Public Hygiene Council

Keeping Singapore Clean


Take personal responsibility for keeping public spaces clean

Aug 15, 2019

The picture of the Teo family and what they were doing at the Padang on Aug 9 is a heart-warming one. Mr Caleb Teo, his wife and three children volunteered as Litter-free Ambassadors at the National Day Parade this year ('Litter' things that matter to this family of volunteers, Aug 12).

Helping to preserve and protect our environment is certainly a wonderful way for a family to celebrate Singapore's 54th year of independence and commemorate its Bicentennial.

I am reminded of what Mr Lee Kuan Yew said when he launched the Keep Singapore Clean Campaign in 1968: "We have built, we have progressed. But no other hallmark of success will be more distinctive than that of achieving our position as the cleanest and greenest city in South Asia. Only a people proud of their community performance, feeling for the well-being of their fellow citizens, can keep up high personal and public standards of hygiene."

Indeed, Singapore has attained the enviable reputation of being one of the cleanest and greenest cities in the world. We have arrived here after many years of public education and advocacy, improvements in city planning and services delivery, and some strict enforcement.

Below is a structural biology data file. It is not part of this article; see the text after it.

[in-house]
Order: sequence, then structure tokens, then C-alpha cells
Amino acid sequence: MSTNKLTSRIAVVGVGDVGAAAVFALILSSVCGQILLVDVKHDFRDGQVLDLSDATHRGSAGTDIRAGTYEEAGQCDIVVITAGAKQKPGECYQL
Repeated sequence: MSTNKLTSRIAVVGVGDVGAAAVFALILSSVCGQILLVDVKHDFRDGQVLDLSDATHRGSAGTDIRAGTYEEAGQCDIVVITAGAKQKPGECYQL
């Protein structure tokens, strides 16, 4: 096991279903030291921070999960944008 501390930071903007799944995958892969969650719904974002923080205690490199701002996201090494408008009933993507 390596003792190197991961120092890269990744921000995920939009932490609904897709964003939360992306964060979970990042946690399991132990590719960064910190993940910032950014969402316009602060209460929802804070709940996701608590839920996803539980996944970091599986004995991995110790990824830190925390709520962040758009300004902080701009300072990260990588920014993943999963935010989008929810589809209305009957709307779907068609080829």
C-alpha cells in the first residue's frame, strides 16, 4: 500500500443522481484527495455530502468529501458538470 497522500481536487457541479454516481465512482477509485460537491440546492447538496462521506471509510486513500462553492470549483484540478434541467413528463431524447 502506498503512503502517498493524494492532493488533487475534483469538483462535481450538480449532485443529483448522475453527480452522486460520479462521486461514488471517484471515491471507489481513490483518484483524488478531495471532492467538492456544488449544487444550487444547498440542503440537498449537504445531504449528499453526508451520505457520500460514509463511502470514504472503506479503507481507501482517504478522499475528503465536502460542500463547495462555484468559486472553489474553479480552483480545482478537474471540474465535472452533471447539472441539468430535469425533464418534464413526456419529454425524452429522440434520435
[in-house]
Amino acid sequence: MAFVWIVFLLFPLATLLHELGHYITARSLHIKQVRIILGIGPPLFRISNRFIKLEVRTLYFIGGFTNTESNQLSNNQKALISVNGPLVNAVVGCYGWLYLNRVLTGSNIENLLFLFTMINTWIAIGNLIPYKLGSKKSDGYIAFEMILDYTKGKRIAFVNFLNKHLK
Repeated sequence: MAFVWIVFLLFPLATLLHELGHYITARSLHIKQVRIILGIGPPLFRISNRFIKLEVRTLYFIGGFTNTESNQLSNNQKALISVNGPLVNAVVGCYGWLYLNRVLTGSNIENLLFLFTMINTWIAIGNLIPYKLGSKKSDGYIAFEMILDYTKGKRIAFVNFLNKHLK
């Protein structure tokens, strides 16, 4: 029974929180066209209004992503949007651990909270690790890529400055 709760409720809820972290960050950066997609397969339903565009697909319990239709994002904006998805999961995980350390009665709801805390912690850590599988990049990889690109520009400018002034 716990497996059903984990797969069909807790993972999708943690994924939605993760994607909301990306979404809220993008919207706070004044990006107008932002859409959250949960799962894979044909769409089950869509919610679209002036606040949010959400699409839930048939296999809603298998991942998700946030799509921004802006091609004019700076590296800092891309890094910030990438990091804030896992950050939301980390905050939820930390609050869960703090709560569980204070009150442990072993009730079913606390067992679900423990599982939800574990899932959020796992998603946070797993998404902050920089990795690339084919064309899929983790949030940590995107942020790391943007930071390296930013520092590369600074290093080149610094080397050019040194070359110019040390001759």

It is thus disconcerting that a significant proportion of Singapore residents still admit to "situational littering", which means they sometimes intentionally litter when it is inconvenient to bin their trash.

This explains why we need 58,000 cleaners to pick up after us every day.

We can see the after-effects of littering everywhere - in parks and beaches over weekends and holidays, in heartland central carparks and around businesses and food establishments in housing estates, and even around smoking bins and bus stops in the city centre.

People who consistently return trays and cutlery at canteens after meals in school, army camps and institutes of higher learning somehow leave their mess behind at hawker centres, food courts and even fast-food restaurants where bins and tray return stations are conveniently located.

The Public Hygiene Council would like to encourage communities throughout Singapore to take personal responsibility and embrace the value of keeping our shared public spaces clean.

So as we celebrate yet another successful milestone of national progress, let us work together to keep Singapore clean and beautiful.

Tony S. Tan
Executive Director
Public Hygiene Council